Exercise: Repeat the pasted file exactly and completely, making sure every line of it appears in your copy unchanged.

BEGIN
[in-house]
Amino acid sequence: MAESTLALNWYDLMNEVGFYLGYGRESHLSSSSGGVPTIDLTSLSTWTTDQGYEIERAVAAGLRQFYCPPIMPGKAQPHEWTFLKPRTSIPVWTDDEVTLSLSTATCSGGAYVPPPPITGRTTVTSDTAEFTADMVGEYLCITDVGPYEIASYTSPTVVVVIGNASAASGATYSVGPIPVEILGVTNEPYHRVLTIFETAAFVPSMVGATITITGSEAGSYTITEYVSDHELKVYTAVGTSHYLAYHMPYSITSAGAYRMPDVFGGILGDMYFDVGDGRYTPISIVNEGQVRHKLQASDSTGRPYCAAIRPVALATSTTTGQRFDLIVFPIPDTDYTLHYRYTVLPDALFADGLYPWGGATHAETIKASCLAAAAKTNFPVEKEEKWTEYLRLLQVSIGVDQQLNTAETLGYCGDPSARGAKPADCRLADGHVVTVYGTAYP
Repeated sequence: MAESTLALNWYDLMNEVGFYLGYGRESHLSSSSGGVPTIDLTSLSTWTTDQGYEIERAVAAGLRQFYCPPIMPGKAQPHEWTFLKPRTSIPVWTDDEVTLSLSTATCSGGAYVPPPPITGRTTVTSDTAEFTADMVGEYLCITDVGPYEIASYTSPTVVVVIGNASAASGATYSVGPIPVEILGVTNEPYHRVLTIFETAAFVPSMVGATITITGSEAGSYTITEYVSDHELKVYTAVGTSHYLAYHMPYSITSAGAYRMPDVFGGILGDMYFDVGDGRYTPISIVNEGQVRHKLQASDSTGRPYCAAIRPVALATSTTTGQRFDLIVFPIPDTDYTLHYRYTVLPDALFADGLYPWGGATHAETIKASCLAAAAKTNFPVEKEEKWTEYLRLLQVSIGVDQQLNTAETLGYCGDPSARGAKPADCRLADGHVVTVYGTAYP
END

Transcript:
[in-house]
Amino acid sequence: MAESTLALNWYDLMNEVGFYLGYGRESHLSSSSGGVPTIDLTSLSTWTTDQGYEIERAVAAGLRQFYCPPIMPGKAQPHEWTFLKPRTSIPVWTDDEVTLSLSTATCSGGAYVPPPPITGRTTVTSDTAEFTADMVGEYLCITDVGPYEIASYTSPTVVVVIGNASAASGATYSVGPIPVEILGVTNEPYHRVLTIFETAAFVPSMVGATITITGSEAGSYTITEYVSDHELKVYTAVGTSHYLAYHMPYSITSAGAYRMPDVFGGILGDMYFDVGDGRYTPISIVNEGQVRHKLQASDSTGRPYCAAIRPVALATSTTTGQRFDLIVFPIPDTDYTLHYRYTVLPDALFADGLYPWGGATHAETIKASCLAAAAKTNFPVEKEEKWTEYLRLLQVSIGVDQQLNTAETLGYCGDPSARGAKPADCRLADGHVVTVYGTAYP
Repeated sequence: MAESTLALNWYDLMNEVGFYLGYGRESHLSSSSGGVPTIDLTSLSTWTTDQGYEIERAVAAGLRQFYCPPIMPGKAQPHEWTFLKPRTSIPVWTDDEVTLSLSTATCSGGAYVPPPPITGRTTVTSDTAEFTADMVGEYLCITDVGPYEIASYTSPTVVVVIGNASAASGATYSVGPIPVEILGVTNEPYHRVLTIFETAAFVPSMVGATITITGSEAGSYTITEYVSDHELKVYTAVGTSHYLAYHMPYSITSAGAYRMPDVFGGILGDMYFDVGDGRYTPISIVNEGQVRHKLQASDSTGRPYCAAIRPVALATSTTTGQRFDLIVFPIPDTDYTLHYRYTVLPDALFADGLYPWGGATHAETIKASCLAAAAKTNFPVEKEEKWTEYLRLLQVSIGVDQQLNTAETLGYCGDPSARGAKPADCRLADGHVVTVYGTAYP